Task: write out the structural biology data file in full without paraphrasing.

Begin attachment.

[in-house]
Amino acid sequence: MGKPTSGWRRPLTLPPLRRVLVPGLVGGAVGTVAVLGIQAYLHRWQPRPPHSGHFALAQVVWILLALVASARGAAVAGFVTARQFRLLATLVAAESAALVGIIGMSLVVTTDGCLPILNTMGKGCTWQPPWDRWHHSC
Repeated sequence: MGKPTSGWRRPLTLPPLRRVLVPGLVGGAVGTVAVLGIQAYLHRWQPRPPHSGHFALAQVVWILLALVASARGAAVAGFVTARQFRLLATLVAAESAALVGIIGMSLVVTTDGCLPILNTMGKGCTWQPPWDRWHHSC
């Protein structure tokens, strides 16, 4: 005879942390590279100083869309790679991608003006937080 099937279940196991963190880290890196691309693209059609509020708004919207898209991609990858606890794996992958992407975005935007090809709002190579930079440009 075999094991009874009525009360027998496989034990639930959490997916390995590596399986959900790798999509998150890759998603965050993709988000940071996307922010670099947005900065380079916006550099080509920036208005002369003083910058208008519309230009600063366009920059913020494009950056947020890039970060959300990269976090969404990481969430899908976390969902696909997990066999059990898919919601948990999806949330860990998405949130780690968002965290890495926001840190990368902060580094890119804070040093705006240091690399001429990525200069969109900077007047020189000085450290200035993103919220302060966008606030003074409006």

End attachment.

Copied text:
[in-house]
Amino acid sequence: MGKPTSGWRRPLTLPPLRRVLVPGLVGGAVGTVAVLGIQAYLHRWQPRPPHSGHFALAQVVWILLALVASARGAAVAGFVTARQFRLLATLVAAESAALVGIIGMSLVVTTDGCLPILNTMGKGCTWQPPWDRWHHSC
Repeated sequence: MGKPTSGWRRPLTLPPLRRVLVPGLVGGAVGTVAVLGIQAYLHRWQPRPPHSGHFALAQVVWILLALVASARGAAVAGFVTARQFRLLATLVAAESAALVGIIGMSLVVTTDGCLPILNTMGKGCTWQPPWDRWHHSC
């Protein structure tokens, strides 16, 4: 005879942390590279100083869309790679991608003006937080 099937279940196991963190880290890196691309693209059609509020708004919207898209991609990858606890794996992958992407975005935007090809709002190579930079440009 075999094991009874009525009360027998496989034990639930959490997916390995590596399986959900790798999509998150890759998603965050993709988000940071996307922010670099947005900065380079916006550099080509920036208005002369003083910058208008519309230009600063366009920059913020494009950056947020890039970060959300990269976090969404990481969430899908976390969902696909997990066999059990898919919601948990999806949330860990998405949130780690968002965290890495926001840190990368902060580094890119804070040093705006240091690399001429990525200069969109900077007047020189000085450290200035993103919220302060966008606030003074409006």